Just how liquid are your investments? If you don’t know the answer to that question, it’s time to find out.
Many people evaluate their investment options by how much return or growth they can reasonably expect and don’t look at other important factors. In addition to asking how safe your investments are, you should also be asking how liquid they will be.
The definition of a liquid investment is “an asset that can be converted into cash quickly and with minimal impact to the price received”. For an asset to be considered liquid, it needs to be bought and sold in an established market with enough participants to absorb the sale without significantly impacting the price.
So why is the liquidity of your investments so important? For one, if it cannot be easily sold or if your money is “locked in” somehow, you may not be able to access it when you need it. If there is not enough volume to absorb your intended sale without impacting the price, you may be forced to either hold onto something you no longer want or alternatively sell the asset for less than it’s supposed to be worth. Either, or both of these issues, can have a significant impact on your investment portfolio’s value and your income needs.
To help illustrate how the lack of liquidity can be an issue I’m going to highlight a couple of examples:
A client had RRSP holdings in a Mortgage Investment Corporation (MIC). When the client turned 71 he had to convert his RRSP to a RRIF. Every year he receives a T4RRIF for the RRIF minimum, which he must withdraw. However, he does not actually receive the money, but instead the organization does an in-kind transfer to a non-registered account in his name.
He has repeatedly tried to cash in the investment but there is no money available to pay investors. He is left holding an investment that he can’t access, never receives an income from and has to pay taxes on.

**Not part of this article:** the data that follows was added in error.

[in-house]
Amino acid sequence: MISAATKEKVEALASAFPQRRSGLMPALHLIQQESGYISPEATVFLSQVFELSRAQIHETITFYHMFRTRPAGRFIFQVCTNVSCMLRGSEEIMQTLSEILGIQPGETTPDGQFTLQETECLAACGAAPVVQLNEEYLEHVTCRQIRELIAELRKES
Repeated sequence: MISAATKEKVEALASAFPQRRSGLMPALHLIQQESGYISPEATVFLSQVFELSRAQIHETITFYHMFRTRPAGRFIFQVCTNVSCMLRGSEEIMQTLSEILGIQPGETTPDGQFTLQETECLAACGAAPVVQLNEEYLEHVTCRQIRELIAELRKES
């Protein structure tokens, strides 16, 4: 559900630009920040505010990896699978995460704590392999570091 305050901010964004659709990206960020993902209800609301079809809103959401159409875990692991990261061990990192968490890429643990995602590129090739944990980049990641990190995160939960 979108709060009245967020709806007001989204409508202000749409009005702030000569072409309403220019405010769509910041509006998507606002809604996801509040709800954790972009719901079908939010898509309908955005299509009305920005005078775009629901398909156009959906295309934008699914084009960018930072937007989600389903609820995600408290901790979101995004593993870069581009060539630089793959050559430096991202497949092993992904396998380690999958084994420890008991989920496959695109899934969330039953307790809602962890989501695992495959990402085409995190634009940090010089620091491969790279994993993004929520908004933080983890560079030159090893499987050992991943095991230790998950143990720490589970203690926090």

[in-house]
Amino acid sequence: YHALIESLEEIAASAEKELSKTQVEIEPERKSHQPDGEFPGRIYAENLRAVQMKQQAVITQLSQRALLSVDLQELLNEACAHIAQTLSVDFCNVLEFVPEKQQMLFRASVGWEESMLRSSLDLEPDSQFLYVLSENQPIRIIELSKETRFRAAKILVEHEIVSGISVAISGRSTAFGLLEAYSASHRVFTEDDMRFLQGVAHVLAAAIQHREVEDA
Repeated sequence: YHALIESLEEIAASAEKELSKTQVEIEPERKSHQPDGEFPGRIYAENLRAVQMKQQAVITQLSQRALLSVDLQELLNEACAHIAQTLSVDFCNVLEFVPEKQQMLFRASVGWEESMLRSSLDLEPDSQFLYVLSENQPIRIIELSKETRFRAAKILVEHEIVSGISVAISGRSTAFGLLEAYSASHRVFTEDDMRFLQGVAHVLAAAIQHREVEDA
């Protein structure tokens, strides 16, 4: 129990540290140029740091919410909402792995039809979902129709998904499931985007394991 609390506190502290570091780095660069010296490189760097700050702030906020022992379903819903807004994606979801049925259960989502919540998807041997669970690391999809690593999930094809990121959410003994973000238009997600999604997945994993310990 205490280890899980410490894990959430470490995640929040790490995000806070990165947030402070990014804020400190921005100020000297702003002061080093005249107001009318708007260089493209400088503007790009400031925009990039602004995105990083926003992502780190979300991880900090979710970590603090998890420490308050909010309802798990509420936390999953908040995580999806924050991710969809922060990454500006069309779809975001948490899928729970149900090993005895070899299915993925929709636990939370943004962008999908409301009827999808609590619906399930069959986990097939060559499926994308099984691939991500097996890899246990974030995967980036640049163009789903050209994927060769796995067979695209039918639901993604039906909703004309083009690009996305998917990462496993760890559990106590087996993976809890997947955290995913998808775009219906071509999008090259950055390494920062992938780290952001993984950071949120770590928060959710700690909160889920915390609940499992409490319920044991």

Another example is an ill-fated development project is in the South Pandosy area of Kelowna. Several individuals “invested” $200,000 of their hard-earned money in 2011 to buy a “bond” to help finance this joint residential and commercial development. After the original developer ran out of money, a second developer took over.
While they had expected to be paid back roughly $250,000 in March of 2013, the second developer also failed to finish the project and it ended up in front of the courts. 20 months after they had expected to be repaid, the courts finally accepted a lowball offer from a third developer to take the project on.
Where did this leave the investors who’d each put in $200,000? You guessed it; they were too far down the list of those owed money and ended up with $0.
If an investment looks too good to be true it probably is. Think of a MIC invested in mortgages that pays the investor 10 per cent per year and claims to be in “safe mortgages just like yours”. What do you pay in interest on your mortgage, maybe three per cent? The math just doesn’t add up…
So, what should you learn from all this? In addition to researching what type of returns you might earn and how risky an investment is, make sure to also ask how liquid it will be. Your hard-earned money needs to be safe, secure and accessible when you need it – and there is no reason why you should accept anything less!
This column is brought to you by Michelle Weisheit CFP, IG Wealth Management and presents general information only and is not a solicitation to buy or sell any investments. Please contact your own advisor for specific advice about your situation.